ANT1 mutations are known to cause a neuromuscular disorder, CPEO, and thus behavioral analyses must be performed using brain-specific mutant mice. We crossed floxed Ant1 mice (Slc25a4fl/fl or Slc25a4fl/+) with Nestin-Cre transgenic mice to generate a brain-specific cKO Ant1 mouse (Fig. 1a). We verified that the homozygous Ant1 cKO mice (Slc25a4fl/fl; Nestin-Cre+) have no Ant1 mRNA (Fig. 1b) and protein (Fig. 1c) expression in the brain, and heterozygous Ant1 cKO mice (Slc25a4fl/+; Nestin-Cre+) have reduced Ant1 mRNA (Fig. 1d) compared to control mice (Slc25a4+/+; Nestin-Cre+, Slc25a4fl/+ or Slc25a4fl/fl; without Nestin-Cre). No compensatory upregulation of Ant2 mRNA was observed (Fig. 1e).
To examine the functional consequences of the loss of ANT1, we isolated mitochondria from Ant1 cKO mice. The mitochondrial calcium retention capacity was significantly lower in homozygous Ant1 cKO mice (P = 0.02) (Figs. 1f, g) suggesting that the mitochondria of homozygous Ant1 cKO mice are vulnerable to the mPTP opening. The calcium retention capacity of heterozygous Ant1 cKO mice did not significantly differ from controls.
Because the identified patients with bipolar disorder were heterozygous for LOF mutations in ANT1, we performed the murine behavioral characterization in heterozygous Ant1 cKO mice to model the human disorder. Homozygous cKO mice were examined as a reference control, and Slc25a4fl/+ or Slc25a4fl/fl without Nestin-Cre, or Slc25a4+/+; Nestin-Cre+ were also examined as controls.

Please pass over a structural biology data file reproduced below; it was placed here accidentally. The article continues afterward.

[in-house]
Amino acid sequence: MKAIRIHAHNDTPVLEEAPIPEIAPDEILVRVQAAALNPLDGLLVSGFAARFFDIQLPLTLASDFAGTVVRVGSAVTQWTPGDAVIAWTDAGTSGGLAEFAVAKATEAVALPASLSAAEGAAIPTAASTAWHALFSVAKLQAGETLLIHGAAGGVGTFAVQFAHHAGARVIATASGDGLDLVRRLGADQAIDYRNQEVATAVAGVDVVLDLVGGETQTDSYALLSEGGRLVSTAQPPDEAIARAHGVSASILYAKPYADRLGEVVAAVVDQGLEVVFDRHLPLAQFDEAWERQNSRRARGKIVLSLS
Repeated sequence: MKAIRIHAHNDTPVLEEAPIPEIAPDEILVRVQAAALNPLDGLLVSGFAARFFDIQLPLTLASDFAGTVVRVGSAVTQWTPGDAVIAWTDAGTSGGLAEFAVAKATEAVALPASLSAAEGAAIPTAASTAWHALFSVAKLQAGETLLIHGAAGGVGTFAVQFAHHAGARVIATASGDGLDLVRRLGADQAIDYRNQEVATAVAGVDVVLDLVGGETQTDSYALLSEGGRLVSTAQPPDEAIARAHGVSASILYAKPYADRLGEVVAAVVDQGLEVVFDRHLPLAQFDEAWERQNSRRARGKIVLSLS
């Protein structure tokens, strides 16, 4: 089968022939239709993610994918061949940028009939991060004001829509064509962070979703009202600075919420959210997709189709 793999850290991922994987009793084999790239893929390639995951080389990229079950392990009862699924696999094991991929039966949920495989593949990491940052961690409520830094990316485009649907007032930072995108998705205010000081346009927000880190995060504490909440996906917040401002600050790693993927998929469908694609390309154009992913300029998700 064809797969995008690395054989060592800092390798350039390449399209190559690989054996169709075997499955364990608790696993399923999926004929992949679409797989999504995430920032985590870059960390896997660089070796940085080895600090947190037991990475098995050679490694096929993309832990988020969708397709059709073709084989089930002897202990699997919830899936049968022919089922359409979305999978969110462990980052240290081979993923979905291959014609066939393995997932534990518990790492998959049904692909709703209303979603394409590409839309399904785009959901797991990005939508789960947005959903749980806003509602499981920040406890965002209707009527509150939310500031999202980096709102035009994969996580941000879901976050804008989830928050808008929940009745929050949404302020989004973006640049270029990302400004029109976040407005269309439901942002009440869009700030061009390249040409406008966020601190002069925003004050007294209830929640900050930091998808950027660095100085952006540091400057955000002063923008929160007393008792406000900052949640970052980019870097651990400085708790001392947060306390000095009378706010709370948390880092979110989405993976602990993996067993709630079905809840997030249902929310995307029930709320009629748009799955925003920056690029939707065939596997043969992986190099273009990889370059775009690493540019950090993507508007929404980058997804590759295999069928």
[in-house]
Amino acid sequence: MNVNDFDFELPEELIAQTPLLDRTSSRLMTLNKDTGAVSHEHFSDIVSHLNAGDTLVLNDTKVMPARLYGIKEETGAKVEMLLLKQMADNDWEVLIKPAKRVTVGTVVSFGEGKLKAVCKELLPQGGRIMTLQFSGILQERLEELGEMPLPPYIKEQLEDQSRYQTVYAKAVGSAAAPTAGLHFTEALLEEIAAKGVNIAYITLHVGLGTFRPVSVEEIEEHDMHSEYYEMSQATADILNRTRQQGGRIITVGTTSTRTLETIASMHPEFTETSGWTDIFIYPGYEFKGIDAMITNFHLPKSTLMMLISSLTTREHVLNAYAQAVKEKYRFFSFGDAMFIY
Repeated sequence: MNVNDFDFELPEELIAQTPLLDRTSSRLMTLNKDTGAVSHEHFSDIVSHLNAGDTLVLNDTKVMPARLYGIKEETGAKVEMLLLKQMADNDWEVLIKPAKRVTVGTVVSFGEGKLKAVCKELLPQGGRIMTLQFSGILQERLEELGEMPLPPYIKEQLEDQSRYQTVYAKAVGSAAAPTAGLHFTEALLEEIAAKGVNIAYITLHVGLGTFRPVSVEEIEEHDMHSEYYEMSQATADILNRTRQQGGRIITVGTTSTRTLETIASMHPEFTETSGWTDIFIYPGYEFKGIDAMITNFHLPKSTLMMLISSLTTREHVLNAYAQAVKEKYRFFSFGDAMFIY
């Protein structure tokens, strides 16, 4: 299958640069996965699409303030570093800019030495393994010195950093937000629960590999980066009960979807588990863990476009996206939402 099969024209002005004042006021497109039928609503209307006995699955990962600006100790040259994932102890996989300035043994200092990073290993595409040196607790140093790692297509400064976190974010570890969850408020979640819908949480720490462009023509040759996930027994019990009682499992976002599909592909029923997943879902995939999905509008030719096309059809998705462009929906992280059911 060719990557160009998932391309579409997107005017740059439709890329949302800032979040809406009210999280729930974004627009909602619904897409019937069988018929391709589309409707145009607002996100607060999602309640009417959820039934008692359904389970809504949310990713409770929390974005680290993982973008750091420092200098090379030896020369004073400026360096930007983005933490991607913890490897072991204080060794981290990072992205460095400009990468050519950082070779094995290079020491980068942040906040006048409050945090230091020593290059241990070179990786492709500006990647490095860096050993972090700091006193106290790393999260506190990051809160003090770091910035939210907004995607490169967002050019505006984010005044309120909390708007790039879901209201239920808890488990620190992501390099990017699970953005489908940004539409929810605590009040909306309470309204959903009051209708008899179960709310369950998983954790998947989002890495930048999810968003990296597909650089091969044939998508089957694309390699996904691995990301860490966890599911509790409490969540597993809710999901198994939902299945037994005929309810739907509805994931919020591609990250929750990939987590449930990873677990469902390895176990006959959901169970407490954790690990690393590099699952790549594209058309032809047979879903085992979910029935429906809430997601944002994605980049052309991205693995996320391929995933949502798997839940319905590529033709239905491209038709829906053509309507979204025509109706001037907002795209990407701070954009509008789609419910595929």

Behavioral phenotypes of brain-specific Ant1 cKO mice
We performed behavioral screening using the IntelliCage (Fig. 2a). Indices for spatial learning, reverse learning, and attention did not differ between genotypes (Supplementary Figures 2A-E), but the heterozygous cKO mice showed a significantly decreased delay discounting (Fig. 2b). The preference for saccharin did not differ between genotypes (F = 1.0, P = 0.36 by one way ANOVA) (Supplementary Figure 2F), suggesting that this finding is not due to altered reward value. Homozygous Ant1 cKO mice also showed a similar behavioral phenotype (Fig. 2b), although more similar to controls than heterozygous cKO mice.
To further characterize the behavioral phenotypes of heterozygous Ant1 cKO mice, we performed a 5-choice serial reaction time test (5-CSRTT), an established test to measure impulsivity  as a reflection of enhanced delay discounting (Figs. 2c–f, Supplementary Figures 2G-I). In this test, the number of premature nose pokes during long stimulus duration trials, which is an index of impulsivity, was significantly lower in heterozygous cKO mice than control mice (Fig. 2d). A decrease of impulsivity is equivalent to a decrease in delay discounting shown by the IntelliCage (Fig. 2b). The heterozygous cKO mice also showed better accuracy (Fig. 2e) and a lower number of perseverative responses than control mice in the long inter-trial interval trials (Fig. 2f). Homozygous cKO mice did not show similar phenotypes in the 5-CSRTT for unknown reasons.